Elmira sets aside 67 acres for nature reserve

·4 min read

ELMIRA — The Township of Woolwich has set aside nearly 70 acres for a nature reserve in Elmira.

The 67 acres along the southeast side of Elmira will now be known as the Elmira Nature Reserve.

The group behind the idea for the reserve is Trees for Woolwich, a volunteer community group dedicated to planting more trees in the township. The parcel of land east of Union Street is owned by the township, and is mostly floodplain, making it unsuitable for development, said Trees for Woolwich founder Inge Rinne.

“I think this space will benefit people in a lot of ways,” said Woolwich Mayor Sandy Shantz. “It’s a fairly big piece of property and if you want to take an hour or two to get out in nature, it will be a great place to do that.”

On Friday, Mark Schwarz and a team from his landscaping company Earthscapes were planting some of the first mature trees into the newly created reserve to begin the restoration process. The trees ranged in height from three to five metres tall, and together with their root balls weighed between 1,500 and 3,500 pounds.

“This morning this was three or four acres of empty field, and by the time we’re done tonight it will look more like a young forest,” said Schwarz.

The Elmira Nature Reserve is an extension of the Habitats project that began last fall. The Habitats is a six-acre educational site that will have walking trails through five distinct restored native habitats including oak savannah, tallgrass prairie, maple beech and yellow-birch forest, early successional forest and wetland.

The land is a mixture of abandoned field, woodlot and wetland, said Rinne, and restoring these 67 acres is going to take some work.

“The invasive species aren’t just creeping in, but galloping in,” she said.

Trees for Woolwich plans to plant 2,000 trees in the Elmira Nature Reserve in addition to the 1,200 trees planned for the Habitats project.

The complexity of maintaining 67 acres, up from six, is also greatly increased, said Schwarz. The space already includes many more types of ecosystems, or potential for more ecosystems, including a silver maple swamp, cedar swamp, sugar bush, oak savannah and pollinator meadows.

Other plans for the space include a grove of spring-flowering trees dedicated to COVID heroes, an Indigenous history trail, a Carolinian walk and trails throughout. Way-finding signage will be installed this summer, said Schwarz

The majority of the Nature Reserve is planned to be genuine natural area, said Rinne.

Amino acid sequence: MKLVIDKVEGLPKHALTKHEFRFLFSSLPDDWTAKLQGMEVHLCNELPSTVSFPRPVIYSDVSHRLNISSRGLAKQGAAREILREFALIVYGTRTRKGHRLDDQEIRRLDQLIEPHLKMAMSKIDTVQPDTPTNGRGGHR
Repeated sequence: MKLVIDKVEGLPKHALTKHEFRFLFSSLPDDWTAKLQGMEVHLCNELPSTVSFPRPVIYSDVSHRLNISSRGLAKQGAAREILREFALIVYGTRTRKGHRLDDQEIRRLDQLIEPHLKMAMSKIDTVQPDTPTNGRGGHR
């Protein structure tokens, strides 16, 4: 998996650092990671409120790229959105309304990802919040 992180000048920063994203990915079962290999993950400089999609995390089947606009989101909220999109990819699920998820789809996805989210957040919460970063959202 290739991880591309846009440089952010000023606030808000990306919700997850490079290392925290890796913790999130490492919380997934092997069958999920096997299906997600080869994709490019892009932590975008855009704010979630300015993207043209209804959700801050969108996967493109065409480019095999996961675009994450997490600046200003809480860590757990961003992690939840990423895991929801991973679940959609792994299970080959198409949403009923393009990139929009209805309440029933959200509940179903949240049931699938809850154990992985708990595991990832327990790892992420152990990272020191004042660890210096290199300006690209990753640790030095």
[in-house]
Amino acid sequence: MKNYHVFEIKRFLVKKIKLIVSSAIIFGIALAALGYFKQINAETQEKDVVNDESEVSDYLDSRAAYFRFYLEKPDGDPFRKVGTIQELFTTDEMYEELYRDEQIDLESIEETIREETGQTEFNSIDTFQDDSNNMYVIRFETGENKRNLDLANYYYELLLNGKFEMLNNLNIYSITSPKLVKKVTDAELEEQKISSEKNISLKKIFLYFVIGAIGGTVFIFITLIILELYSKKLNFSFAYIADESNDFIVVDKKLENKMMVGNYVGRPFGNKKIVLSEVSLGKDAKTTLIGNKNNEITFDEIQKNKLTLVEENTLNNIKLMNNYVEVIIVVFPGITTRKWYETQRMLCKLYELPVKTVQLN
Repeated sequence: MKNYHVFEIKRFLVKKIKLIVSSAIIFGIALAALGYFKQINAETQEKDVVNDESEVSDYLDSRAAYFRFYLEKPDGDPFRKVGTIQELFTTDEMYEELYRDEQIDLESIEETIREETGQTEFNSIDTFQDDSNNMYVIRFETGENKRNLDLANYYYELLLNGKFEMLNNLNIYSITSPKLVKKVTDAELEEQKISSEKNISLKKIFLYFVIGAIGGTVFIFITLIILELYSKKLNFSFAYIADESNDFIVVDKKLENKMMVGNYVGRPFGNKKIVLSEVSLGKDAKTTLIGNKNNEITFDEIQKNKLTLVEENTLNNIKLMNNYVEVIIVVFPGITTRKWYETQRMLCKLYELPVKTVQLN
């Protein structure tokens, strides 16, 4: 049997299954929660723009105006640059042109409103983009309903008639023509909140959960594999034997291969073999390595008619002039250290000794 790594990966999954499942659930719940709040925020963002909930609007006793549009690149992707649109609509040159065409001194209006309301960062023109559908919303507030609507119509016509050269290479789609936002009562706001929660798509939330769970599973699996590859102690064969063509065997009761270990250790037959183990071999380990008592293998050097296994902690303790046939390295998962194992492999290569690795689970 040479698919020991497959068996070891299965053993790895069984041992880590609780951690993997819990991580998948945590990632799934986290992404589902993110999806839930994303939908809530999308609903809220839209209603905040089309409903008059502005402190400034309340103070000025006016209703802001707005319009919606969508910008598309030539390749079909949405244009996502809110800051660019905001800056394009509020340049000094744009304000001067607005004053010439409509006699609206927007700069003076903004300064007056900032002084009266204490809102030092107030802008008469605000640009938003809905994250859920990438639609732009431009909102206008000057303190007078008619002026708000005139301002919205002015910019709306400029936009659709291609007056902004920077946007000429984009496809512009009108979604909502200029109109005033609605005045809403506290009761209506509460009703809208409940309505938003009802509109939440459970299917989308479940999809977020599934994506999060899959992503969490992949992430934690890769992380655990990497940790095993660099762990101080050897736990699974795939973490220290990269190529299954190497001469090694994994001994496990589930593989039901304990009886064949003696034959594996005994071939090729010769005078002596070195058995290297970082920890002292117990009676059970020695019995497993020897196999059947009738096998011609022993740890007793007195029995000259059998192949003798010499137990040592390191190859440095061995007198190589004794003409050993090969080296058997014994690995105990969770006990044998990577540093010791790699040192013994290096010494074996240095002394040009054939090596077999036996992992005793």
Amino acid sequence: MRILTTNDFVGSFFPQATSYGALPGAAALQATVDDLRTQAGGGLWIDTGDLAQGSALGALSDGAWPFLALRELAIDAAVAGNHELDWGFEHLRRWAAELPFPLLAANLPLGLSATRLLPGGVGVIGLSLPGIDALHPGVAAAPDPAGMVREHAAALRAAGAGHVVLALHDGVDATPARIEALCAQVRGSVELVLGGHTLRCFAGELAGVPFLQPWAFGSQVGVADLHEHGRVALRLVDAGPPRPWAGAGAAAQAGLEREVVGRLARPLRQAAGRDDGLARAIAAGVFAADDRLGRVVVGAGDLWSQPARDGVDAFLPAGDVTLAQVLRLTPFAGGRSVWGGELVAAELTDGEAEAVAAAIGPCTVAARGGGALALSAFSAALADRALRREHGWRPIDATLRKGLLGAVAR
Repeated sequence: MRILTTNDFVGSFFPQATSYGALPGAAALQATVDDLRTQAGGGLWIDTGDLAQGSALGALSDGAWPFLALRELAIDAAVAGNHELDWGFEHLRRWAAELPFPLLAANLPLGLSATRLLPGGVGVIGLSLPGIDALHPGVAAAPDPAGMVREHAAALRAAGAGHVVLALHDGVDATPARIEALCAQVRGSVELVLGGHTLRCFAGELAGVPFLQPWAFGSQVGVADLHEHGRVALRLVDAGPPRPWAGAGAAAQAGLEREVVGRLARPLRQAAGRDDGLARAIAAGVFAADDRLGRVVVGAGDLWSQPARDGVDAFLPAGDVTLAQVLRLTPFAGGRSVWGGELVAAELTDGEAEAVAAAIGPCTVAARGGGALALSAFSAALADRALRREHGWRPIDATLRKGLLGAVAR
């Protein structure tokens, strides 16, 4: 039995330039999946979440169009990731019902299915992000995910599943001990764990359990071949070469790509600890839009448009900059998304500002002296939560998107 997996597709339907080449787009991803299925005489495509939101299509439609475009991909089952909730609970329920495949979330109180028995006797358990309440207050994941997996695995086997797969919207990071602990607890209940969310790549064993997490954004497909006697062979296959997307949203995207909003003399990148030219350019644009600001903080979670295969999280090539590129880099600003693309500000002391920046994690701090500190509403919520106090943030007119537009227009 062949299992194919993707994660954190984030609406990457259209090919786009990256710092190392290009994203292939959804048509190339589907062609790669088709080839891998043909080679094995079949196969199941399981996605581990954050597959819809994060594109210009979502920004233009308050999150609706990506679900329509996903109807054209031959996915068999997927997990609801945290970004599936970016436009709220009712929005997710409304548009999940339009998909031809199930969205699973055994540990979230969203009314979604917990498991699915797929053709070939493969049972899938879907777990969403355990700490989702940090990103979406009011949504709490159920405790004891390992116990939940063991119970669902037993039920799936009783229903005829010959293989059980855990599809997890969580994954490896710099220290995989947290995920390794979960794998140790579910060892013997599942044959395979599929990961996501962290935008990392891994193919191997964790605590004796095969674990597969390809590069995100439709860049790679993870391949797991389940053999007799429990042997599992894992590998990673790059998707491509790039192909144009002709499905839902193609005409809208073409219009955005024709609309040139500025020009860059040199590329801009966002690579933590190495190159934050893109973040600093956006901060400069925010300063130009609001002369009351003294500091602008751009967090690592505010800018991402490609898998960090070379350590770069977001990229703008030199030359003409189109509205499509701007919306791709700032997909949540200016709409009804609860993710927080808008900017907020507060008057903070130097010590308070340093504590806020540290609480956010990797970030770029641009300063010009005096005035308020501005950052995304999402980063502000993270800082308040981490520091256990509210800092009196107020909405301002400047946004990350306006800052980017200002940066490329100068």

“The aim is to have this be a natural area and to make use of what’s already there and to augment a self-sustaining ecosystem,” she said.

“This nature reserve is completely surrounded by the industrial part of Elmira,” added Schwarz. “After a few years, the goal is that you won’t be able to see the city at all, and to be completely immersed in nature inside the town.”

Rinne estimates the Elmira Nature Reserve will be actively planted and maintained for the next five to 10 years.

The first step will be to rip out invasive species, starting with the phragmites. The group received a $1,000 grant to help get rid of the phragmites.

This summer the group plans to tackle the buckthorn with volunteers. Other work includes establishing trails, monitoring for invasive species, planting trees and tending the newly planted trees.

Some of the Nature Reserve has already been planted by Trees for Woolwich in past projects, said Rinne, but the group needed a vision and unified long-term plan for the area.

Rinne estimates the full project will cost $160,000. Lanxess, a local chemical manufacturing company near the reserve, has already committed funds for the next five years, said Rinne.

“When corporations make multi-year commitments, it really allows us to plan rather than having to scurry around, asking what can we afford to do this year,” said Rinne.

She said that the land is completely owned by the township and will not be dependent on co-operation with private landowners. COVID has shown how important constant and guaranteed access to natural spaces truly is, she said.

Shantz stresses the leading role of the volunteers.

“They’ve planted over 30,000 trees in the township. They’ve taken this on to create natural spaces for everyone to enjoy.”

Rinne has seen interest in the work of Trees for Woolwich grow in the last few years.

“That really encourages me that you’re not just out there riding your own hobby horse. It’s increasingly clear that people think this work is important.”

Leah Gerber’s reporting is funded by the Canadian government through its Local Journalism Initiative. The funding allows her to report on stories about the Grand River Watershed. Email lgerber@therecord.com

Leah Gerber, Local Journalism Initiative Reporter, Waterloo Region Record